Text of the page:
VRX is entering the “IDS” stage of business failure – the “Irreversible Debt Spiral.” Reportedly VRX has signed confidentiality agreements with potential buyers of some of VRX’s businesses, some of which VRX overpayed to buy in the past few years (Bausch & Lomb, Obagi and Solta).   At this point VRX’s stock should begin another leg down, below $10.

VRX’s survival as a going concern will depend on two factors:  1)  the degree to which creditors are willing to restructure VRX’s debt obligations and 2) the amount of capital to pay down debt that VRX can raise through asset sales.  The latter variable is now more challenging because potential buyers know VRX is desperate.

Regardless of the VRX’s future as a going concern, VRX stock is headed lower.  Any professional money manager who continues to hold this stock on behalf of investors is, at this point, in  serious breach of its fiduciary duty.

The SEC Should Suspend VRX Trading: The Company Smells Like Enron

Valeant Pharmaceuticals (VRX) stock has plunged 86% since August 6. The latest plunge occurred today, with the stock losing 51% from its close of $78 yesterday (click to enlarge):

Untitled

The initial triggers were concerns over the Valeant’s drug-pricing policies and questions surrounding its methodology for booking revenues. However, with just a casual “look under the hood” at VRX’s SEC-filed financials, there is likely a great deal of fraud lurking beneath what’s already been questioned. In fact, this is starting to smell a lot like Enron or Bear Stearns.  The only component missing from this story is a CNBC rant from Cramer issuing a table-pounding buy on VRX stock.  That may yet occur.

To begin with,  the Company is carrying $30.2 billion in long term debt against just  $9 billion of tangible assets.  $39 billion of VRX’s assets is in the form of goodwill and intangibles.  VRX’s self-assessed book value is $6.4 billion.  But VRX’s tangible book value is negative $32.6 billion.

Goodwill is a nebulous concept that assigns value to the amount paid for an acquisition over and above the value of the assets acquired.  Often it’s nothing more than a “plug” number to account for the amount by which a Company like VRX overpays for an acquisition.  “Intangibles” are similar in that, in VRX’s case, it’s the value VRX has assigned to product brands, corporate brands, product rights, etc.  Both goodwill and intangible estimates are highly subjective and highly susceptible to judgement errors and fraud.   In just the 3rd quarter alone, VRX had to write-off $26 million of its intangible value related to its Zelapar drug because of declining sales.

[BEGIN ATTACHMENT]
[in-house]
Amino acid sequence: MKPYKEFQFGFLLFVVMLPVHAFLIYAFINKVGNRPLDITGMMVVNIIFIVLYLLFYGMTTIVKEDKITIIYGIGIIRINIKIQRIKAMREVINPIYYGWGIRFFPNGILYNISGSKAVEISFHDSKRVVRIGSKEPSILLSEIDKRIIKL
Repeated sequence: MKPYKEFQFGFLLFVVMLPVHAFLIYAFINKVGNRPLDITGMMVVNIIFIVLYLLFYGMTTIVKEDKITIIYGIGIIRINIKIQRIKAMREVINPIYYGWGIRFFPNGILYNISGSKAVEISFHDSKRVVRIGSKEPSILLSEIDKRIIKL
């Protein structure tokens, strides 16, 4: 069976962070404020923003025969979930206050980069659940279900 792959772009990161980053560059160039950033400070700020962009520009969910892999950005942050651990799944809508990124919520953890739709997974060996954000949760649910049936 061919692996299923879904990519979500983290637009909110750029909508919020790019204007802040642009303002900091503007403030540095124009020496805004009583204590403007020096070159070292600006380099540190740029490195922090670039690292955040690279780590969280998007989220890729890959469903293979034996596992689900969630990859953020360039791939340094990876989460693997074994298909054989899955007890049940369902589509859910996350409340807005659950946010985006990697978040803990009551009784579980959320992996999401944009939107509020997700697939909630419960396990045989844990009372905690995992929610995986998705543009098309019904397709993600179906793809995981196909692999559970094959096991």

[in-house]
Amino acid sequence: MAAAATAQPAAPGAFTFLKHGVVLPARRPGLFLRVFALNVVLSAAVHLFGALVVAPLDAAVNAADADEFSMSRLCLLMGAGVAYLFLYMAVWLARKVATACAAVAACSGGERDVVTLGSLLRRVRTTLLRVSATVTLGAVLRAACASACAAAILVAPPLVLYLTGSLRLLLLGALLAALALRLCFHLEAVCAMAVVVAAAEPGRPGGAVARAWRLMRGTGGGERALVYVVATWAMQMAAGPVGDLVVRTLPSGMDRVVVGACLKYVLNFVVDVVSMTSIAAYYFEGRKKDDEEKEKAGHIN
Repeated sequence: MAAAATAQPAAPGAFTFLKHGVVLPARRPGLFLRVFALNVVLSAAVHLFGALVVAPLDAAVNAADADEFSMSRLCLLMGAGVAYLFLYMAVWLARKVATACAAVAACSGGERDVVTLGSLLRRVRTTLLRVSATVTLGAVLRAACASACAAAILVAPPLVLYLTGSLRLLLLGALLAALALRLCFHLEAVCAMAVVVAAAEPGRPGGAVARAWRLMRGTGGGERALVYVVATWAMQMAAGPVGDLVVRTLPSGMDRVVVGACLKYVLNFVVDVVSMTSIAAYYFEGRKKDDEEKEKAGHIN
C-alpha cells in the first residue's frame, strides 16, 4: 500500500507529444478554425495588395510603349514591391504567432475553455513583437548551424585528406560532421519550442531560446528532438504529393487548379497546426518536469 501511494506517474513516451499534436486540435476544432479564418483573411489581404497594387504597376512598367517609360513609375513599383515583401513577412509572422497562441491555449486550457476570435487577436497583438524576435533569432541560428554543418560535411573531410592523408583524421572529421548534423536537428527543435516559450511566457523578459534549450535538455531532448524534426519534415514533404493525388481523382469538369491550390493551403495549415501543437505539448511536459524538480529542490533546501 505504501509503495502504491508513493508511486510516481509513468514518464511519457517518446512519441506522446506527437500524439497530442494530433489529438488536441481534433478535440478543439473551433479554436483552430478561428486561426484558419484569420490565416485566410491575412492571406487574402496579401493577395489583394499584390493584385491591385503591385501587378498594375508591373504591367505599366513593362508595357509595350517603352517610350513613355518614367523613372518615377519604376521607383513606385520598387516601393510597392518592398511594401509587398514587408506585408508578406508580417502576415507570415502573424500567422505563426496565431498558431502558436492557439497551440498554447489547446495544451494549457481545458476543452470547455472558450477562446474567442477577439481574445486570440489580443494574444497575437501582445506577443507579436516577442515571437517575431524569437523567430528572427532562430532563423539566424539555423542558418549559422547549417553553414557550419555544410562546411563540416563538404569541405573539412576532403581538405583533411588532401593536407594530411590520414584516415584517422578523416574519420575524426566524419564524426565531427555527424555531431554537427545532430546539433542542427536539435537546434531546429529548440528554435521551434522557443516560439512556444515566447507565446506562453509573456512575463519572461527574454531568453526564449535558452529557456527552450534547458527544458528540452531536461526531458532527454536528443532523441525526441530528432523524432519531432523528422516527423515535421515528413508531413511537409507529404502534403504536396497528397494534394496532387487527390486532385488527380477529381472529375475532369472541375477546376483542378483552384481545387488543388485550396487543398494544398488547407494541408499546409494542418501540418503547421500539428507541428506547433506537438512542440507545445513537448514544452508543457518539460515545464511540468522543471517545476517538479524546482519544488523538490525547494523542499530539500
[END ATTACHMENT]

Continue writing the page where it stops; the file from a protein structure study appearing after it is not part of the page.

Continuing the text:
The message the market is sending from the stunning collapse in VRX’s stock price is that something is very wrong with the Company.  It’s already on the ropes from allegations of fraudulent revenue booking practices and price-gouging.  Today the Company issued delayed and unaudited preliminary Q4 results which badly missed revenue and earnings estimates.

But that’s not the most troubling aspect.  On Feb 29 this year, VRX filed a notice with theUntitled1 SEC disclosing that it would be delaying the release of its 2015 10-K.  This is a big red flag, especially in the context of the accounting fraud allegations. This was followed by a reduction in 2016 earnings guidance the Company attributed to an “inadvertent error.”  But then the Company further lowered 2016 guidance with today’s unaudited Q4 earnings announcement.  Finally, the Company disclosed potential loan covenant violations that could lead to bond defaults.

If the SEC was in the business of protecting the individual investor, it would suspend trading in VRX’s stock because the frequent cliff-dive drops in the stock make it pretty clear that certain market participants have knowledge about the Company that is not being widely made available to the public.

I would suggest that given everything that has transpired in the VRX saga, there is some degree – if not a rampant amount – of fraud with this Company.  The stock price is signalling this:   VRX has the distinct odor of Enron or Bear Stearns coming from it.   Any investment advisor or institutional money manager who does not liquidate its holdings in this stock immediately is in breach of its fiduciary duty.